MONTAG with STARS , the ORGAN and WOODEN STARS as part of the Exclaim! 13th-anniversary cross-Canada tour at the Phoenix (410 Sherbourne), tonight (Thursday, April 14). $16. 416-870-8000. Rating: NNNNN
Montag's ready to rock 'n' roll, motherfuckers.
While a little snotty Axl attitude never hurt anyone, I'm taken aback when giggly, soft-spoken Montrealer Antoine Bédard - best known as the indie savant who arranges strings for M83 and for his own sweet, quaintly retro-futuristic electronic pop dreamscapes - confesses he's put his sensitive side to rest and is ready to "get mad."
"I see music often as painting, but I think I put too much paint on my brush," Bédard happily chirps over the phone from Vancouver, where he's hanging out with his sweetie. "The colours on this album seem a bit too pastel to me.
"People even see the album as whimsical, happy music," he continues, "which I find so strange, because I was very sad at the time. It sounds like blacks and greys to me."
His new CD, Alone, Not Alone (Carpark) is a shimmering slice of indie electronica that evokes swirly translations of kitschy French cinema with beautifully fetishistic shots of, like, Brigitte Bardot and Catherine Deneuve sporting killer bouffants and thick black mascara.
The disc steps up Bédard's customary bedroom ambient noodling with layers of hazy, chopped-up orchestration and perfectly aloof vocal dialogues courtesy of Stars' Amy Millan, Bédard's pal Ariel Engle and Bédard himself, who conjures up the image of a more masculine version of Stereolab's Laetitia Sadier.
While songs like Perfect Vision, a boy-girl rainy-day pas de deux, sound like deceptively simple pop ditties, the recording process was way more involved than you'd think. Fed up with the hermit-like "bubble" he fell into after too much computer recording, Bédard decided to get out and meet people. He applied for an Arts Council grant to establish a sound bank, which he filled by recording real classical musicians at a slew of prestigious Montreal institutions.
"It was amazing experience cuz these people had no idea what I'd do with their sounds," he raves. "I had them play arpeggios, scales, runs - all sorts of things, and I'd save them. Now I have a whole bank of instrument noises that I can reuse, and because the sounds will always come from real instruments, they'll be beautiful and organic.
"For the next album, I'd love to use the same approach and record some classic rock instruments like guitars and drums, but chop it up so it doesn't sound like a traditional rock band."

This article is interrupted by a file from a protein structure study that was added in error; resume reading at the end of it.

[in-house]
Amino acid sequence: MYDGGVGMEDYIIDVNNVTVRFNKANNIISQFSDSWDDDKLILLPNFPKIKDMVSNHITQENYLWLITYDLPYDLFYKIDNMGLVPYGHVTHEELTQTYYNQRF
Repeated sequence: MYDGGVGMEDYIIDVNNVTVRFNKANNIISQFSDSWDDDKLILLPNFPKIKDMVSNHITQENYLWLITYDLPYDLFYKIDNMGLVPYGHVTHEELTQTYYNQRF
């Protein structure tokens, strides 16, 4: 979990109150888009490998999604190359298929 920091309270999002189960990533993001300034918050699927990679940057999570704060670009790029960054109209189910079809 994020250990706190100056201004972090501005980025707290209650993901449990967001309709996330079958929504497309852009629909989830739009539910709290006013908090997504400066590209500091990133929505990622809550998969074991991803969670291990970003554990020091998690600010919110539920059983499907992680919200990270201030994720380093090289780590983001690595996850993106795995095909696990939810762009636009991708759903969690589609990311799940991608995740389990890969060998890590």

Bédard says his background as a classically trained violinist had a huge effect on the album's sound, although he's still not entirely happy with how the mix turned out. He grumbles about the last-minute addition of vocals, which he still feels aren't balanced properly in the mix, and berates himself for getting a bit too overzealous with the layers.
"Nobody except me can really tell what's going on. It's like a mess of instruments. If I asked someone else to point out where the oboe is playing, they couldn't do it."
Despite the disembodied string orchestra on disc, Bédard says he's much happier playing his material when he has real bodies onstage with him. But he's already sick and tired of this album, which could be a problem since he's signed on to take the tunes from Alone, Not Alone on the road with Exclaim!'s annual cross-Canada tour.
"I don't get any excitement from playing live any more unless I have a girl onstage with me," he admits. "I try not to take myself too seriously, and I have to make lots of jokes onstage or else I want to quit."
Luckily, he's got built-in backup, since Millan's already on deck to play with his Exclaim! tourmates, Stars.
"She didn't sing with me in Vancouver cuz she was feeling nervous and said she wasn't comfortable enough with the words, but I'm gonna hold her to performing in Toronto.
"It would be pretty disturbing for me to play pre-recorded versions of her vocal parts and lip-sync along with them," Bédard laughs. "Hey! Maybe I could even go backstage and dress up like Amy, in drag. I bet it would increase my fan base."